Significant Experience College Essay

I judged her to be a heartless, soulless, two-dimensional figure: she was a representation of my loneliness and pain.I left whenever she entered a room, I slammed car doors in her face.

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These were all tourist experiences that I, at first, found spellbinding.

My truths were the truths of the tourist brochures: beautiful hotels, beaches, and cities. I did not appreciate how being held hostage by the beauty of the surface—the beaches and cities—blinded me to the absence of Puerto Rican natives on the streets of San Juan; I did not understand how the prevalence and familiarity of English conspired to veil the beauty of the Spanish language beneath volumes of English translations.

I believed that what was missing was a lack of understanding between our two cultures, and that acceptance of our differences would come only with knowledge.

My first impression of Cuba was the absence of commercialism.

The first three years of our relationship were characterized solely by my hatred toward her, manifested in my hurting her, each moment hurting myself twice as much.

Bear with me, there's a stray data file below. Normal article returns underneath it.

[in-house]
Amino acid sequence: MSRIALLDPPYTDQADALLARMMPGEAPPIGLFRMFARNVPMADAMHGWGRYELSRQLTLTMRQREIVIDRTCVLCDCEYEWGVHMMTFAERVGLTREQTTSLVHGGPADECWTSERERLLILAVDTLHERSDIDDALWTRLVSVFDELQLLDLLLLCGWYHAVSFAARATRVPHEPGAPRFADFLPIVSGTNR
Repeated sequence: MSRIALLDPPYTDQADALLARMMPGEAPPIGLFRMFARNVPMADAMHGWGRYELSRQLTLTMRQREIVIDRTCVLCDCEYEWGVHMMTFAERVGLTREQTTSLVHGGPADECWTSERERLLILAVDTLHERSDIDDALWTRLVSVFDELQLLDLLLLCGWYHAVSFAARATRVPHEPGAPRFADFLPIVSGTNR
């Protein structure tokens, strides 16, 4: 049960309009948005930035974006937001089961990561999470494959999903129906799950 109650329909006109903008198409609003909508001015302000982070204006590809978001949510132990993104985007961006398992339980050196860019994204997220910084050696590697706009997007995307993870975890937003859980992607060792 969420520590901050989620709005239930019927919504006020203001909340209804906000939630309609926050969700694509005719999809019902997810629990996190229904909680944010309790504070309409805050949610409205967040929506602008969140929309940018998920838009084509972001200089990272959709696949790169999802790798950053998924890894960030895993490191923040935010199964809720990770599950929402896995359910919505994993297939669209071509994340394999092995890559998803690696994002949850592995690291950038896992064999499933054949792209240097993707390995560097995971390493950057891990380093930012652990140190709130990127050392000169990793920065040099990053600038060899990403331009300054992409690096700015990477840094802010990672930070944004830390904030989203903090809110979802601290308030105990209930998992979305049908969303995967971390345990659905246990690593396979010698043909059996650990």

From the moment I laid eyes on her, she was the object of my unabated hatred, not because of anything she had ever done, but because of everything she represented.I saw no giant golden arch enticing hungry Cubans with beef-laced fries; I did see billboards of Che Guevara and signposts exhorting unity and love. Perhaps my experience is my truth and the more truths I hear from everyone else, the closer I will get to harmonization.I realized, however, that much of the uniqueness that I relished here might be gone if the trade blockades in Cuba were ever lifted. I was stepping out of an American political cave that shrouded the beauty of Cuba and stepping into another, one built on patriotic socialism, one where truths were just as ideological as, yet very different from, mine. The journeys I have taken have been colored by my prior experiences and by what my feelings were in those moments. Maybe there is no harmony, and I must go through life challenging and being challenged, perhaps finding perspectives from which I can extract—but never call—truth.I, accustomed to viewing her as the embodiment of my pain, was afraid to let go of the anger and hate, afraid to love the person who allowed me to hold onto my anger, afraid that if I gave her a chance, I might love her.For those three years, Laura didn’t hate me; she understood me.She understood my anger and my confusion, and Laura put her faith in me, although she had every reason not to. Instead, over the next two years, the one-dimensional image of her in my mind began to take the shape of a person. She became a woman who, like me, loves and drinks a lot of coffee; who, unlike me, buys things advertised on infomercials.To her, I was essentially a good person, just confused and scared; trying to do her best, but just not able to get a hold of herself. Three weeks ago, I saw that same Mother Teresa quote again, but this time I smiled.Laura never gave up on me, and the chance she gave me to like her was a chance that changed my life.Because of this, I know the value of a chance, of having faith in a person, of seeing others as they wish they could see themselves. Lighthearted me hangs upside-down, off the back of my recliner. Plus, I was thinking of college as a social clean slate.I have remained the naïve American who saw Castro as some distant enemy of my country, accepting this as fact because this seemed to be the accepted wisdom.I soon became intrigued, however, with this supposed plague to my freedom, my culture, and everything good and decent. What’s so bad about Castro and Cuba—and I hear they have good coffee.

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